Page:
7

This question already has an answer here:

I have a function getTotal:

int getTotal( const HitMap& hitMap, bool( *accept)(int chan) )

where the second argument is a bool function specifying which members of the container hitMap should be added to the total.

I'm trying to call it with a lambda. This works:

auto boxresult =
getTotal(piHits, [](int pmt)->bool
{ return (pmt/100) == 1;} );

but this doesn't:

int sector = 100;
auto boxresult =
getTotal(piHits, [sector](int pmt)->bool
{ return (pmt/sector) == 1;} );

I get the error

cannot convert ‘main(int, char**)::<lambda(int)>’ to ‘bool (*)(int)’
for argument ‘2’ to ‘int getTotal(const HitMap&, bool (*)(int))’

from my compiler (GCC 4.6.3). I tried [&sector] and [=sector] but it didn't make any difference.

What am I doing wrong?

marked as duplicate by Baum mit Augen c++ Dec 12 '18 at 23:20

This question has been asked before and already has an answer. If those answers do not fully address your question, please ask a new question.

  • 5
    Only non-capturing lambdas can be converted to a function pointer. Period. – Xeo Apr 22 '13 at 11:27
16

When a lambda has a capture clause it can no longer be treated as a function pointer. To correct, use std::function<bool(int)> as the argument type for getTotal():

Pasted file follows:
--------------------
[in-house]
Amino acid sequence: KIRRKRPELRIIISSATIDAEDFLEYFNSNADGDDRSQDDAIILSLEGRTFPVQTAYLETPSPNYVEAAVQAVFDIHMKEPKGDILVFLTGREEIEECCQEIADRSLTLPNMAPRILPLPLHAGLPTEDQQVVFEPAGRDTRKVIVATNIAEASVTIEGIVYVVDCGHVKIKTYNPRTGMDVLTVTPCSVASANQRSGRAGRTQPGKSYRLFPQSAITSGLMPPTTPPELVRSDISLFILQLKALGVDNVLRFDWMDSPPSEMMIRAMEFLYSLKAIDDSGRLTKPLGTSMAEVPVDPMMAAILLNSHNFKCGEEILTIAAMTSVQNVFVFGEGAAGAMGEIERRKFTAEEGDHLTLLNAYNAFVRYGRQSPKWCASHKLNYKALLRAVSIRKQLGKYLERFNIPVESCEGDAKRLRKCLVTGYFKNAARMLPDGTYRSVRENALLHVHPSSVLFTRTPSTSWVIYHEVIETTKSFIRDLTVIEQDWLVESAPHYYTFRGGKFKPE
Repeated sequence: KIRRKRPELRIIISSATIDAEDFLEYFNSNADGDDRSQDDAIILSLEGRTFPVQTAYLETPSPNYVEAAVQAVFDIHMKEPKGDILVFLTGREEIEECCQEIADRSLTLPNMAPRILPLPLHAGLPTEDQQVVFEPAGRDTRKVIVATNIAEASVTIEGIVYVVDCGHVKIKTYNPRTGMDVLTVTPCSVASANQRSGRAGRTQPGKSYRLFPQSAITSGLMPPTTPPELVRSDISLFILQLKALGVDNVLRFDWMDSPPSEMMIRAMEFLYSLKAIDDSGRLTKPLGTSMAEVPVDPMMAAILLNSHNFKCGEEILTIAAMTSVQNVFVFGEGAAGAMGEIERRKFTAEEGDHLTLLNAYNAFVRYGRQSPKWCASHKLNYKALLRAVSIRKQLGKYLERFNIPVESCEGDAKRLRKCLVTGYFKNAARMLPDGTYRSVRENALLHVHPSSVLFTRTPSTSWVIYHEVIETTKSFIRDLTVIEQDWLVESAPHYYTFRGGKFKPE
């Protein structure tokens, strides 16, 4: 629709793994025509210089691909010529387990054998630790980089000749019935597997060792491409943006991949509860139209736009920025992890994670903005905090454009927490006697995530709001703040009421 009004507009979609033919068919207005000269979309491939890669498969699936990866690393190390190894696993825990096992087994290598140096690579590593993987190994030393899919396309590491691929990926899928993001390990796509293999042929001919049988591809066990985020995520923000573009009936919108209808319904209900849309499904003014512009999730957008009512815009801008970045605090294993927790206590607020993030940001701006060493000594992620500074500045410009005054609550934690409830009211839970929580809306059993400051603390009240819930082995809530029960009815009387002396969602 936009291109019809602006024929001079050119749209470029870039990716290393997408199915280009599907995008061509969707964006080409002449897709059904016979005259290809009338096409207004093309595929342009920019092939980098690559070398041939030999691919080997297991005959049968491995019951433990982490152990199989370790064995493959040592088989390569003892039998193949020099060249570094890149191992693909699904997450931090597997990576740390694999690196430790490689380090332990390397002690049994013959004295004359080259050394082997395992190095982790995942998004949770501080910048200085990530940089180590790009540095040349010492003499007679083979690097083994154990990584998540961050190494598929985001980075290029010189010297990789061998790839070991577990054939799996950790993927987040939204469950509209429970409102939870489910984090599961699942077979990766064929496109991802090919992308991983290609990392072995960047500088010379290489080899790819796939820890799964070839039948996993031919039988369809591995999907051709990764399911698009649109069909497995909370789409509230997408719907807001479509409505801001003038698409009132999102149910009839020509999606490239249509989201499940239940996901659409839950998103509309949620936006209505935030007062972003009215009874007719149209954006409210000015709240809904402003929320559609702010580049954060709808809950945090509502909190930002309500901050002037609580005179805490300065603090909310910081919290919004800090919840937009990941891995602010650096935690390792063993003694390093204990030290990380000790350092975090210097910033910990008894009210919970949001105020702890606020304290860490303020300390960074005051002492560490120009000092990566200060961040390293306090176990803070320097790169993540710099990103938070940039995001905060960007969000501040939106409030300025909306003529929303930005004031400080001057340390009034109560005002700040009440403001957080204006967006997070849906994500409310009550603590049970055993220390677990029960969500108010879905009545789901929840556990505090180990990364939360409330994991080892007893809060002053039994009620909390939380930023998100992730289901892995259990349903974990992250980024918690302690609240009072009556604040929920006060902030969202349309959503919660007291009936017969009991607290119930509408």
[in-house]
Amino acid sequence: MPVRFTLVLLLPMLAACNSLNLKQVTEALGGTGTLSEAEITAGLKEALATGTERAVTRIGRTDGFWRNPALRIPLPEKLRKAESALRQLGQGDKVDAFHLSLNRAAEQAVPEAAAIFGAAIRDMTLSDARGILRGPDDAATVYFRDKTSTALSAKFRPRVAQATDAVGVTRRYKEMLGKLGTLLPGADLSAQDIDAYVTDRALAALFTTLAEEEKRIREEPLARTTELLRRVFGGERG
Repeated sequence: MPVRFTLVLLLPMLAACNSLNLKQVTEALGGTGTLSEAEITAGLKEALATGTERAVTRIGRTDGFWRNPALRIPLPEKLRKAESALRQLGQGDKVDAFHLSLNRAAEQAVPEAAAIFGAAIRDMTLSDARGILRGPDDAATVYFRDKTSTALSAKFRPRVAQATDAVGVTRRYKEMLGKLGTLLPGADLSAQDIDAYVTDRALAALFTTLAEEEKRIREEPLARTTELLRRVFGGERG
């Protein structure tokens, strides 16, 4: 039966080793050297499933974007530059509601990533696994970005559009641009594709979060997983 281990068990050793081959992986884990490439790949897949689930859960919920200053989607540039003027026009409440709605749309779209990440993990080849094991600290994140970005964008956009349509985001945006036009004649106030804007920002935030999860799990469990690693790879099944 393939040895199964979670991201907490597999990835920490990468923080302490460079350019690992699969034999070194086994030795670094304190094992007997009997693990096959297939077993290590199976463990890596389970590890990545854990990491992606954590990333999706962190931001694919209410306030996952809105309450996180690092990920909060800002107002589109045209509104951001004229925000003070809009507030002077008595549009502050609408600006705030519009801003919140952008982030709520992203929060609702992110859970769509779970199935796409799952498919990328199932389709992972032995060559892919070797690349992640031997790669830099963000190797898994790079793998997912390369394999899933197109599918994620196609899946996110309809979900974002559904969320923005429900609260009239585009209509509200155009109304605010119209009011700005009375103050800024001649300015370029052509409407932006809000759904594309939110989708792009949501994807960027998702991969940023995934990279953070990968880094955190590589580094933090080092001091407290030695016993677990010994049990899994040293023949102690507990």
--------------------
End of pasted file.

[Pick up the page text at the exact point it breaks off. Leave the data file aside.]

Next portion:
int getTotal( const HitMap& hitMap, std::function<bool(int)> accept)
  • 4
    Or... a template. – Xeo Apr 22 '13 at 11:29
  • 1
    Thanks template <typenameF > int getTotal( const HitMap& hitMap,F accept ) works. Do you have a link where I can read about why it's different with function pointers? – paco_uk Apr 22 '13 at 11:36
  • Oh, this makes sense. – paco_uk Apr 22 '13 at 11:43
  • 5
    @paco_uk: The reason is that when your lambda doesn't capture any data, to call it, the computer only needs to know where the code is stored. This means that a function pointer can be used to point to the code. When your lambda does capture data, it needs to know where the code is stored, and also to know what the data values are. This can't all be stored in a function pointer, so a functor is created behind the scenes, and that functor has a different type, because it stores different data. – Ken Bloom Apr 22 '13 at 11:44
  • @KenBloom thanks - that's even clearer! – paco_uk Apr 22 '13 at 11:45
3

The lambda function with capturing is not what you expect, you can use these ways:

template <typename F>
int getTotal( const HitMap& hitMap, F accept )
{

}

or

int getTotal( const HitMap& hitMap, std::function<bool(int)> accept )
{

}

The template based getTotal has better performance. Read more.

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